A crucial cricket match that threatened to play second fiddle to sporting diplomacy, rose above the politics to provide a thrilling win for India and a trip to Mumbai to face Sri Lanka.
Sachin Tendulkar poses with his Man of the Match award after their win over Pakistan in the Cricket World Cup semifinal match between Pakistan and India in Mohali.
If any player can block out that kind of hype it's Virender Sehwag. He strolled off the team bus,
headphones in his ears and whistling a tune. If indeed Sehwag considers batting a task — it’s more likely he deems it a pleasurable pursuit — what followed was ‘whistling while you work’.
He sent balls flying to the boundary for the first few overs and it helped India enormously. First, it set Pakistan’s in-form bowler Umar Gul back on his heels and second, it allowed Sachin Tendulkar to ease into his innings.
Tendulkar’s struggle for runs was a portent for how difficult Pakistan's chase would be and their fielding also contributed to those problems. At least four chances went down but just when Tendulkar looked certain to post century no 100, he holed out to Shahid Afridi.
Despite all the fielding errors and Gul's implosion, Afridi kept control and he did it mainly with the help of the lively Wahab Riaz's bowling. Pakistan's ability to unearth good pacemen is amazing; not many teams can make Shoaib Akhtar redundant but Riaz's five wickets proved they'd made the right move.
The most surprising aspect of the Indian mid-innings slide was their inability to dominate the Pakistani spinners. Nevertheless, India had set a testing total, thanks to Tendulkar’s grit, Gul's generosity and some of the most butter-fingered fielding ever seen in a knockout game.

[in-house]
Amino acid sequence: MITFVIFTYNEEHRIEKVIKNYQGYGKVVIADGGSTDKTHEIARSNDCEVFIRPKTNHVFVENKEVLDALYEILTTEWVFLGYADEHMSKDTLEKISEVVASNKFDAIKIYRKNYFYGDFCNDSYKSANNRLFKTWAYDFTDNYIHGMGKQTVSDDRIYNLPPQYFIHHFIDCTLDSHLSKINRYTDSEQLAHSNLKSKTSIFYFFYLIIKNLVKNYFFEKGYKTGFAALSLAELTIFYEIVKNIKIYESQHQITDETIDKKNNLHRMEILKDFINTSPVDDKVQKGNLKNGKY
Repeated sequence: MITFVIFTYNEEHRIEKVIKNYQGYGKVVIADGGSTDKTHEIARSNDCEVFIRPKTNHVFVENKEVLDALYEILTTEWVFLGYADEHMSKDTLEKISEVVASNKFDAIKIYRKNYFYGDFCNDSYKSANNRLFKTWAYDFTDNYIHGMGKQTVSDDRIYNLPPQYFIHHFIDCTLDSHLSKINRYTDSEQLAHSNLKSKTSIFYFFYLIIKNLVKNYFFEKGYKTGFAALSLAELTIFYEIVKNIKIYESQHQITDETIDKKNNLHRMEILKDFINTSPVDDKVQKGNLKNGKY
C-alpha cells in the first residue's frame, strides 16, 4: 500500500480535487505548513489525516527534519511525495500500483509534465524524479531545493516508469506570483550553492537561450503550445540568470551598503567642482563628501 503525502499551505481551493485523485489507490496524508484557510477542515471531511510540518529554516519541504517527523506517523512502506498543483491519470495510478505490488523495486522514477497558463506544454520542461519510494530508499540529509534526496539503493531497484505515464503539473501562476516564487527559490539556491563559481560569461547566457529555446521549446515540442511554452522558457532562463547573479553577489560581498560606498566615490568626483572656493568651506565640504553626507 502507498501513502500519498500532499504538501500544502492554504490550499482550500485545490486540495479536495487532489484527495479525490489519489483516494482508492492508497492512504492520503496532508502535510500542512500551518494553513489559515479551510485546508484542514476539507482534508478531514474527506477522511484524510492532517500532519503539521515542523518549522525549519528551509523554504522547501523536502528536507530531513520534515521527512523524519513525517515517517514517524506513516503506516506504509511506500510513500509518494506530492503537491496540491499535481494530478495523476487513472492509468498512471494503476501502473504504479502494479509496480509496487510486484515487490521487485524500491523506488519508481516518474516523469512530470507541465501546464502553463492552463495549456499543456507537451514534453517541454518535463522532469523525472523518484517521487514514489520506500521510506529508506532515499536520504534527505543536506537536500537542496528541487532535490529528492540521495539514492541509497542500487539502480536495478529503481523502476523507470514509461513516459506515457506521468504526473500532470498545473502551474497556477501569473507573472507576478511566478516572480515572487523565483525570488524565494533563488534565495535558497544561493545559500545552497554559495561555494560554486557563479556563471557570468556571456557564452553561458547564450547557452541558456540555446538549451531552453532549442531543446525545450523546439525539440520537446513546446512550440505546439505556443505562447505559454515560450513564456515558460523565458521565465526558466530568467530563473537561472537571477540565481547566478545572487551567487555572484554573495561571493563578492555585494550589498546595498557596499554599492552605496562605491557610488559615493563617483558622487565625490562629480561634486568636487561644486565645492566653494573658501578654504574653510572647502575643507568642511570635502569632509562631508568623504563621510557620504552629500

Pakistan opted for a more calculated start. It seemed to be working well but India persevered with the ball and refused to give their opponents any second chances. As Dhoni squeezed the opposition, Pakistan started to press for runs and this resulted in a steady fall of wickets.
Despite failing with the bat, World Cup hero Yuvraj Singh found a way to contribute and took two crucial wickets. Eventually though, the clinching wicket was taken by Harbhajan Singh, when he out-thought Afridi and had him caught.
India mightn’t have the most glamourous attack but the last few games they’ve been doing their job in a very disciplined manner. At the commencement of the tournament, Dhoni talked about peaking at the right time and his bowling attack is certainly doing that.
With an in-form bowling attack and a feared batting line-up, headed by the explosive Sehwag, India head to Mumbai with everything in good order. Their contest with Sri Lanka should provide a fitting climax to a tournament that has lived up to the cricketing hype.Full match report